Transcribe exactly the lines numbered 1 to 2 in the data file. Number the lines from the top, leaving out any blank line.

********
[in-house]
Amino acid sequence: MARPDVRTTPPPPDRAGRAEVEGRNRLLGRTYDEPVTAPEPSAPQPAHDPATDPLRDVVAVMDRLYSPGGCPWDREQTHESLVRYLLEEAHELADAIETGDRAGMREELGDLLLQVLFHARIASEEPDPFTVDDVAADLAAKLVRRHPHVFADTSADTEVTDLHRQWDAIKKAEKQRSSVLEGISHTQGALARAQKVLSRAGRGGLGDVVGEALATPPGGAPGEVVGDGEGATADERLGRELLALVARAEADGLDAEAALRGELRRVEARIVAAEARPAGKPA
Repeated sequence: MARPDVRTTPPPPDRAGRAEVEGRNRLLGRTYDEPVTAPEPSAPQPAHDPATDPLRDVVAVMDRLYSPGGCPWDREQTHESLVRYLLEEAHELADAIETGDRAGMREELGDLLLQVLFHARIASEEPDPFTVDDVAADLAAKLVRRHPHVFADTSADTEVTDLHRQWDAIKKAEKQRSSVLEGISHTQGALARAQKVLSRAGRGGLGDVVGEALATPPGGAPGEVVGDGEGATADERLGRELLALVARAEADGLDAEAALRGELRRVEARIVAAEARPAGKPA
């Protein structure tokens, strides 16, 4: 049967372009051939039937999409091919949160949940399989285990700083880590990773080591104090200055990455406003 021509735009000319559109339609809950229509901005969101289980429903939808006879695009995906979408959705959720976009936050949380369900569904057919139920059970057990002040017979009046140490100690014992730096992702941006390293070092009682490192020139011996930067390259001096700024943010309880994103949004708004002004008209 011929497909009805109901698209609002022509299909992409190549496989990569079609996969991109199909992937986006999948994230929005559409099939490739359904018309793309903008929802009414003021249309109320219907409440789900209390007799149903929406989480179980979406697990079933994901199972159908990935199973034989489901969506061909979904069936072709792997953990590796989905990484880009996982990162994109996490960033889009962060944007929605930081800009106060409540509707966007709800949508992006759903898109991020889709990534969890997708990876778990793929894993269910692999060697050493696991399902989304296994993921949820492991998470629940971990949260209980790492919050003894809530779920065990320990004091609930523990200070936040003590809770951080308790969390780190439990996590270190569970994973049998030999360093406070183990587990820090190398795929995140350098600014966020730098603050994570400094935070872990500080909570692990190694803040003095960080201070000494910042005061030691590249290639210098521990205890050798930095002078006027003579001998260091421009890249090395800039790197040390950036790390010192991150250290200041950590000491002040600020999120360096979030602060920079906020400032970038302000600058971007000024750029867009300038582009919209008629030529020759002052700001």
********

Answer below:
[in-house]
Amino acid sequence: MARPDVRTTPPPPDRAGRAEVEGRNRLLGRTYDEPVTAPEPSAPQPAHDPATDPLRDVVAVMDRLYSPGGCPWDREQTHESLVRYLLEEAHELADAIETGDRAGMREELGDLLLQVLFHARIASEEPDPFTVDDVAADLAAKLVRRHPHVFADTSADTEVTDLHRQWDAIKKAEKQRSSVLEGISHTQGALARAQKVLSRAGRGGLGDVVGEALATPPGGAPGEVVGDGEGATADERLGRELLALVARAEADGLDAEAALRGELRRVEARIVAAEARPAGKPA